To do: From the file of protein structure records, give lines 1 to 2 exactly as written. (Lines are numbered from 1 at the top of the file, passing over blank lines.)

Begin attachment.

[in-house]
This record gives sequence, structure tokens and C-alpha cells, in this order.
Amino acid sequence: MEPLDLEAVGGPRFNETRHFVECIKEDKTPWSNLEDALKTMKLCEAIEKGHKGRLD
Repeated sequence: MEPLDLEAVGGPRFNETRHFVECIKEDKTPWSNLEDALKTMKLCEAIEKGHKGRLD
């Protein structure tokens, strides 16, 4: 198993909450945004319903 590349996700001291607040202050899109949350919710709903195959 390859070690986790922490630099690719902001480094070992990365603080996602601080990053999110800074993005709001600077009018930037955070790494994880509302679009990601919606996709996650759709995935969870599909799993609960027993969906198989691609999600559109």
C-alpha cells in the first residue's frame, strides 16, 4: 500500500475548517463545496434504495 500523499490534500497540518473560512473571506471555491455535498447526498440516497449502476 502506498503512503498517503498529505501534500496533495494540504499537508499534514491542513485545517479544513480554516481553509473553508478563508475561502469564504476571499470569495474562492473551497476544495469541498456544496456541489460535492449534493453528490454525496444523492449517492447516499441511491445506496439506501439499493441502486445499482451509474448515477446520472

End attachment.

[in-house]
This record gives sequence, structure tokens and C-alpha cells, in this order.